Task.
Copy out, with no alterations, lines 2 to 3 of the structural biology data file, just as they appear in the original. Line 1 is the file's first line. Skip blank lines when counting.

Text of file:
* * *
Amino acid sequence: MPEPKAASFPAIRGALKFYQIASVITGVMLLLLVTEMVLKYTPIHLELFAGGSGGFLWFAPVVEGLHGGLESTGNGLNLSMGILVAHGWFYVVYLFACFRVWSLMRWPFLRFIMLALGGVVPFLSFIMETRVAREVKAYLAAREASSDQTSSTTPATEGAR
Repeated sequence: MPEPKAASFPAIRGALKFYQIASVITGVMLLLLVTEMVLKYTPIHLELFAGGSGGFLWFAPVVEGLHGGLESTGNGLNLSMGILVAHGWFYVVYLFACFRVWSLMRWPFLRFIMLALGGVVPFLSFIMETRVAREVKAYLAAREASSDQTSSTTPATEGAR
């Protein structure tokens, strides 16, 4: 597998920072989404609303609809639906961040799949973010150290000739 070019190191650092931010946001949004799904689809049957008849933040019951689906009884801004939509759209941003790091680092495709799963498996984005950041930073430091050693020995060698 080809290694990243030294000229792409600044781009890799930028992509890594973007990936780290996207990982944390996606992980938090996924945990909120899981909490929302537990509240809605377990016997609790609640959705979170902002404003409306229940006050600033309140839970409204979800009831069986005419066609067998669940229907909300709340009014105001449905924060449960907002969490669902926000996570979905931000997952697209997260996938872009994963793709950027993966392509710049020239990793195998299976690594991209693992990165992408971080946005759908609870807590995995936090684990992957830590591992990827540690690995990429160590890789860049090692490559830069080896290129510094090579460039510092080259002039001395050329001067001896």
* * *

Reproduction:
Repeated sequence: MPEPKAASFPAIRGALKFYQIASVITGVMLLLLVTEMVLKYTPIHLELFAGGSGGFLWFAPVVEGLHGGLESTGNGLNLSMGILVAHGWFYVVYLFACFRVWSLMRWPFLRFIMLALGGVVPFLSFIMETRVAREVKAYLAAREASSDQTSSTTPATEGAR
């Protein structure tokens, strides 16, 4: 597998920072989404609303609809639906961040799949973010150290000739 070019190191650092931010946001949004799904689809049957008849933040019951689906009884801004939509759209941003790091680092495709799963498996984005950041930073430091050693020995060698 080809290694990243030294000229792409600044781009890799930028992509890594973007990936780290996207990982944390996606992980938090996924945990909120899981909490929302537990509240809605377990016997609790609640959705979170902002404003409306229940006050600033309140839970409204979800009831069986005419066609067998669940229907909300709340009014105001449905924060449960907002969490669902926000996570979905931000997952697209997260996938872009994963793709950027993966392509710049020239990793195998299976690594991209693992990165992408971080946005759908609870807590995995936090684990992957830590591992990827540690690995990429160590890789860049090692490559830069080896290129510094090579460039510092080259002039001395050329001067001896």